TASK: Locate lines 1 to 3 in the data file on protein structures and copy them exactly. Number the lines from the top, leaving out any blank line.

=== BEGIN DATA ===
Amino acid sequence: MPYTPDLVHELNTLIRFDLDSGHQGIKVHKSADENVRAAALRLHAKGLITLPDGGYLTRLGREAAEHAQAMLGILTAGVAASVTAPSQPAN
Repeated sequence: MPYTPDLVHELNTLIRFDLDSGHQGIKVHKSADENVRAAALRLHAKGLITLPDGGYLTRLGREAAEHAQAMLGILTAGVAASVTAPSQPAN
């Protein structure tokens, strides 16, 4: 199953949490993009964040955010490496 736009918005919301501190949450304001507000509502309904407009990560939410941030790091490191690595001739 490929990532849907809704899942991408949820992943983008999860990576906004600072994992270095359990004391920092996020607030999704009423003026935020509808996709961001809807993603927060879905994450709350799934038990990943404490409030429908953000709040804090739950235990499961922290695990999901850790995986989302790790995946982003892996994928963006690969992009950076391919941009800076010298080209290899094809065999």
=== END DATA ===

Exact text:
Amino acid sequence: MPYTPDLVHELNTLIRFDLDSGHQGIKVHKSADENVRAAALRLHAKGLITLPDGGYLTRLGREAAEHAQAMLGILTAGVAASVTAPSQPAN
Repeated sequence: MPYTPDLVHELNTLIRFDLDSGHQGIKVHKSADENVRAAALRLHAKGLITLPDGGYLTRLGREAAEHAQAMLGILTAGVAASVTAPSQPAN
């Protein structure tokens, strides 16, 4: 199953949490993009964040955010490496 736009918005919301501190949450304001507000509502309904407009990560939410941030790091490191690595001739 490929990532849907809704899942991408949820992943983008999860990576906004600072994992270095359990004391920092996020607030999704009423003026935020509808996709961001809807993603927060879905994450709350799934038990990943404490409030429908953000709040804090739950235990499961922290695990999901850790995986989302790790995946982003892996994928963006690969992009950076391919941009800076010298080209290899094809065999």